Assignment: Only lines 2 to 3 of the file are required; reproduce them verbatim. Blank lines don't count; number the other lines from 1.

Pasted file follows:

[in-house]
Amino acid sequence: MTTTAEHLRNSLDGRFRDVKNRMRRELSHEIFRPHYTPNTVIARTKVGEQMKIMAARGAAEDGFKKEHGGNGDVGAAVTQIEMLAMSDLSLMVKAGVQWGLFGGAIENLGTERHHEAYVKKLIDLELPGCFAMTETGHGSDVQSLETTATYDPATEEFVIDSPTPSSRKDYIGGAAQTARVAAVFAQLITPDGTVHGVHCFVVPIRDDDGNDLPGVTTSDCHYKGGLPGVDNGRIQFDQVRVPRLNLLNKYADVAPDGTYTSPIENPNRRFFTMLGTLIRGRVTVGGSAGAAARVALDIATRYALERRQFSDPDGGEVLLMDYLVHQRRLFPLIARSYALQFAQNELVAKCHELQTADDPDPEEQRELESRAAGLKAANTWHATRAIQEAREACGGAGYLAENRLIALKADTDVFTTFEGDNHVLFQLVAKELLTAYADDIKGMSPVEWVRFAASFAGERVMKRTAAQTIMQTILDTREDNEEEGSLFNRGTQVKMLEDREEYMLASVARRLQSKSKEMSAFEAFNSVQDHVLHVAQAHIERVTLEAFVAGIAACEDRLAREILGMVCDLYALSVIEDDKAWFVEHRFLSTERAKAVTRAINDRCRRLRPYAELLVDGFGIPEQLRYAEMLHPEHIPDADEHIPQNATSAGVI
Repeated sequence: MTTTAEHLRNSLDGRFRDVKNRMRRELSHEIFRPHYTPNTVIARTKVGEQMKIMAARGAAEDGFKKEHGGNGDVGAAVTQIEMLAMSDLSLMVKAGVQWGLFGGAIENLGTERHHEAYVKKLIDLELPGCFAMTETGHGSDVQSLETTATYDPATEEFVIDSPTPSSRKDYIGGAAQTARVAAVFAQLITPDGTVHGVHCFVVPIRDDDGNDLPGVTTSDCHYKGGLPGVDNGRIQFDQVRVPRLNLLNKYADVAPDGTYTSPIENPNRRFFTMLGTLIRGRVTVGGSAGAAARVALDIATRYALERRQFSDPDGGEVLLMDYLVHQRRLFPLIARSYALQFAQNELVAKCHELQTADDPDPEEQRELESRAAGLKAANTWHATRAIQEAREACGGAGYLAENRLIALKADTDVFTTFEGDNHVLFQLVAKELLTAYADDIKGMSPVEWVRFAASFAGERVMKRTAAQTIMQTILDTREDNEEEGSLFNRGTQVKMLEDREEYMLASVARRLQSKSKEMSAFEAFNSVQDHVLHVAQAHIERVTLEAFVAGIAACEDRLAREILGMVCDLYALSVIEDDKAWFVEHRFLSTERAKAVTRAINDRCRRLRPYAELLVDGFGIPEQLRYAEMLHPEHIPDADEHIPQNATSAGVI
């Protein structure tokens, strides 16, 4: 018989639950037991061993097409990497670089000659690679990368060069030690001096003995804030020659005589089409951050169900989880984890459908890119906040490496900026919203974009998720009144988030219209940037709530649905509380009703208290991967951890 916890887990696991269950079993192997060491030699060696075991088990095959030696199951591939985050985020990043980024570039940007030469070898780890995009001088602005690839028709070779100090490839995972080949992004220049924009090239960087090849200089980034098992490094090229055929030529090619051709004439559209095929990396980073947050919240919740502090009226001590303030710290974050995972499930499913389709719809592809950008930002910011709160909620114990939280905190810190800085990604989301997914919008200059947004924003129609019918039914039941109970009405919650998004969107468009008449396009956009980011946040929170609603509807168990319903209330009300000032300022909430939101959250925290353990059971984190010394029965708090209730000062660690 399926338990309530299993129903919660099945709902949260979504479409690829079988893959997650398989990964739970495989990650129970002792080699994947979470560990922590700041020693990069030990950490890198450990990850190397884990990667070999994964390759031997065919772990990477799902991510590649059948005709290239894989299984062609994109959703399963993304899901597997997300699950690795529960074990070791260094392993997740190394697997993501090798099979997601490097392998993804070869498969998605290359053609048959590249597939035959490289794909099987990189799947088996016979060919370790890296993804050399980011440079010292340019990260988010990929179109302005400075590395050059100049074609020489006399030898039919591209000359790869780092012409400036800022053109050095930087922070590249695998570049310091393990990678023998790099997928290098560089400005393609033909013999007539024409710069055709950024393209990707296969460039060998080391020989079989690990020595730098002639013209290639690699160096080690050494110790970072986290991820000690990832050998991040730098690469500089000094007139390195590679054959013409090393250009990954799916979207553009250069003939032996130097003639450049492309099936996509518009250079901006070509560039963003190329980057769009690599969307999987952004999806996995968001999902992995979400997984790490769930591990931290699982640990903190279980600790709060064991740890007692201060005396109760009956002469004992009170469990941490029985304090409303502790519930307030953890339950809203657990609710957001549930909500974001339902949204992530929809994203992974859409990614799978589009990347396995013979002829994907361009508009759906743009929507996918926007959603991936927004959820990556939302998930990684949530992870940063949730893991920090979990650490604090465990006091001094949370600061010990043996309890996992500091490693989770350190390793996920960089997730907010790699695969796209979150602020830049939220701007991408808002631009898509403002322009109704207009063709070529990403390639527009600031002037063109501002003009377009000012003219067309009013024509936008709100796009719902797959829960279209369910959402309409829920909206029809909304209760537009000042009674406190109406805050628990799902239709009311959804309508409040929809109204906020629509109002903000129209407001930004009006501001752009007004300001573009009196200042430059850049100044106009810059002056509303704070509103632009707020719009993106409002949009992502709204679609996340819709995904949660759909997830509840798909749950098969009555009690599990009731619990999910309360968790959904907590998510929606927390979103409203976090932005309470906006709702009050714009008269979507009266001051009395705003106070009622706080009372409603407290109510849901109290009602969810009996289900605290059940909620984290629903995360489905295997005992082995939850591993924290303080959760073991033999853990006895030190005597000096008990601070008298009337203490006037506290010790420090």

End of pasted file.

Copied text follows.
Amino acid sequence: MTTTAEHLRNSLDGRFRDVKNRMRRELSHEIFRPHYTPNTVIARTKVGEQMKIMAARGAAEDGFKKEHGGNGDVGAAVTQIEMLAMSDLSLMVKAGVQWGLFGGAIENLGTERHHEAYVKKLIDLELPGCFAMTETGHGSDVQSLETTATYDPATEEFVIDSPTPSSRKDYIGGAAQTARVAAVFAQLITPDGTVHGVHCFVVPIRDDDGNDLPGVTTSDCHYKGGLPGVDNGRIQFDQVRVPRLNLLNKYADVAPDGTYTSPIENPNRRFFTMLGTLIRGRVTVGGSAGAAARVALDIATRYALERRQFSDPDGGEVLLMDYLVHQRRLFPLIARSYALQFAQNELVAKCHELQTADDPDPEEQRELESRAAGLKAANTWHATRAIQEAREACGGAGYLAENRLIALKADTDVFTTFEGDNHVLFQLVAKELLTAYADDIKGMSPVEWVRFAASFAGERVMKRTAAQTIMQTILDTREDNEEEGSLFNRGTQVKMLEDREEYMLASVARRLQSKSKEMSAFEAFNSVQDHVLHVAQAHIERVTLEAFVAGIAACEDRLAREILGMVCDLYALSVIEDDKAWFVEHRFLSTERAKAVTRAINDRCRRLRPYAELLVDGFGIPEQLRYAEMLHPEHIPDADEHIPQNATSAGVI
Repeated sequence: MTTTAEHLRNSLDGRFRDVKNRMRRELSHEIFRPHYTPNTVIARTKVGEQMKIMAARGAAEDGFKKEHGGNGDVGAAVTQIEMLAMSDLSLMVKAGVQWGLFGGAIENLGTERHHEAYVKKLIDLELPGCFAMTETGHGSDVQSLETTATYDPATEEFVIDSPTPSSRKDYIGGAAQTARVAAVFAQLITPDGTVHGVHCFVVPIRDDDGNDLPGVTTSDCHYKGGLPGVDNGRIQFDQVRVPRLNLLNKYADVAPDGTYTSPIENPNRRFFTMLGTLIRGRVTVGGSAGAAARVALDIATRYALERRQFSDPDGGEVLLMDYLVHQRRLFPLIARSYALQFAQNELVAKCHELQTADDPDPEEQRELESRAAGLKAANTWHATRAIQEAREACGGAGYLAENRLIALKADTDVFTTFEGDNHVLFQLVAKELLTAYADDIKGMSPVEWVRFAASFAGERVMKRTAAQTIMQTILDTREDNEEEGSLFNRGTQVKMLEDREEYMLASVARRLQSKSKEMSAFEAFNSVQDHVLHVAQAHIERVTLEAFVAGIAACEDRLAREILGMVCDLYALSVIEDDKAWFVEHRFLSTERAKAVTRAINDRCRRLRPYAELLVDGFGIPEQLRYAEMLHPEHIPDADEHIPQNATSAGVI